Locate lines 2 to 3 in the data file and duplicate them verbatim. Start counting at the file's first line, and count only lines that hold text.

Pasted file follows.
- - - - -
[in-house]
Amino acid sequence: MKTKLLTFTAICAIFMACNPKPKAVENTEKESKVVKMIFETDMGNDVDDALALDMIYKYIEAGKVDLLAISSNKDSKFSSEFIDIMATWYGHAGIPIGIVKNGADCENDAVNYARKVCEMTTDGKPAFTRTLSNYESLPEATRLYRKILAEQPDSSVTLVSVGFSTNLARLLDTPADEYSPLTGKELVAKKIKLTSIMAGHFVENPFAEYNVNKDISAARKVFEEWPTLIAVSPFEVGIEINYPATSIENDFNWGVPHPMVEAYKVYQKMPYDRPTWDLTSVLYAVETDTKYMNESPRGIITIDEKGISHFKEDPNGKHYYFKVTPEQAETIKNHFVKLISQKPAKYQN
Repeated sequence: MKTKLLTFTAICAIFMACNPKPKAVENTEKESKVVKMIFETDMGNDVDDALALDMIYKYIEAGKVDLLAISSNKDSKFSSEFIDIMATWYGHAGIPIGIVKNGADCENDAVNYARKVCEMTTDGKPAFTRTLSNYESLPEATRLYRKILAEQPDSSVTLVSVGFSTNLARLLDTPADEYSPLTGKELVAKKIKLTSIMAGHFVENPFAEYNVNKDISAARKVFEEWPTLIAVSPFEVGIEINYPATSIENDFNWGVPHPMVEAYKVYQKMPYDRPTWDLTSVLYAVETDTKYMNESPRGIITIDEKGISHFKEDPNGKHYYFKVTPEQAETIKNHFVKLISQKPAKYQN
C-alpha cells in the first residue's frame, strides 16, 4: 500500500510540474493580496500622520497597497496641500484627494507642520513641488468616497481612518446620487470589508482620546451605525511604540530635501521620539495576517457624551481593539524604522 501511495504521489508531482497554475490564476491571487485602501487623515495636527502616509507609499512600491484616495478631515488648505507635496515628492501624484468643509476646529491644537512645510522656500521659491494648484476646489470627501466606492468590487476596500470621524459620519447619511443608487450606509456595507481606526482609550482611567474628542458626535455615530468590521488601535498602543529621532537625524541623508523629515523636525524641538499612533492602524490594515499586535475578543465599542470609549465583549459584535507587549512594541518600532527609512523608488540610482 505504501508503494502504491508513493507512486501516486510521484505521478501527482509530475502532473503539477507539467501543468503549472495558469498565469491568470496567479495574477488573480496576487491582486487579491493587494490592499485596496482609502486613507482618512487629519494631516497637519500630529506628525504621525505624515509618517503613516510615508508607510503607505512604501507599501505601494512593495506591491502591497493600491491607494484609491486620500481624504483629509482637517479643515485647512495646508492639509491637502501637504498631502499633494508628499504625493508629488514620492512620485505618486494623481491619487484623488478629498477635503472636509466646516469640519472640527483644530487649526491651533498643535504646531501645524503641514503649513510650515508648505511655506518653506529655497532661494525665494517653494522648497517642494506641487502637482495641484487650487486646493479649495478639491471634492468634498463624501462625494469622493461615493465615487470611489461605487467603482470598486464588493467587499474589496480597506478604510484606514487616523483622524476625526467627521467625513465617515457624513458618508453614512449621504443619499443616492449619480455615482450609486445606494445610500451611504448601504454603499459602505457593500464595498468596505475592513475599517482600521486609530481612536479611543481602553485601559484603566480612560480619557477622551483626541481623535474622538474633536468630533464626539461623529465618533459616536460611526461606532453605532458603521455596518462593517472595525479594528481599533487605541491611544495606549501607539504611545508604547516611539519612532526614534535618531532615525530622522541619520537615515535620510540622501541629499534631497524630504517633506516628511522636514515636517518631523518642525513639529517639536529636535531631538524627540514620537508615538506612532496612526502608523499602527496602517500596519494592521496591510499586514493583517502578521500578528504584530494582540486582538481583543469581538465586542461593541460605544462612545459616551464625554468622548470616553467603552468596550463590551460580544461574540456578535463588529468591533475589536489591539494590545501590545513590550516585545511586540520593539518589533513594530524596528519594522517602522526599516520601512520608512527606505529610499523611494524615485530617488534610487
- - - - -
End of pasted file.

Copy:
Amino acid sequence: MKTKLLTFTAICAIFMACNPKPKAVENTEKESKVVKMIFETDMGNDVDDALALDMIYKYIEAGKVDLLAISSNKDSKFSSEFIDIMATWYGHAGIPIGIVKNGADCENDAVNYARKVCEMTTDGKPAFTRTLSNYESLPEATRLYRKILAEQPDSSVTLVSVGFSTNLARLLDTPADEYSPLTGKELVAKKIKLTSIMAGHFVENPFAEYNVNKDISAARKVFEEWPTLIAVSPFEVGIEINYPATSIENDFNWGVPHPMVEAYKVYQKMPYDRPTWDLTSVLYAVETDTKYMNESPRGIITIDEKGISHFKEDPNGKHYYFKVTPEQAETIKNHFVKLISQKPAKYQN
Repeated sequence: MKTKLLTFTAICAIFMACNPKPKAVENTEKESKVVKMIFETDMGNDVDDALALDMIYKYIEAGKVDLLAISSNKDSKFSSEFIDIMATWYGHAGIPIGIVKNGADCENDAVNYARKVCEMTTDGKPAFTRTLSNYESLPEATRLYRKILAEQPDSSVTLVSVGFSTNLARLLDTPADEYSPLTGKELVAKKIKLTSIMAGHFVENPFAEYNVNKDISAARKVFEEWPTLIAVSPFEVGIEINYPATSIENDFNWGVPHPMVEAYKVYQKMPYDRPTWDLTSVLYAVETDTKYMNESPRGIITIDEKGISHFKEDPNGKHYYFKVTPEQAETIKNHFVKLISQKPAKYQN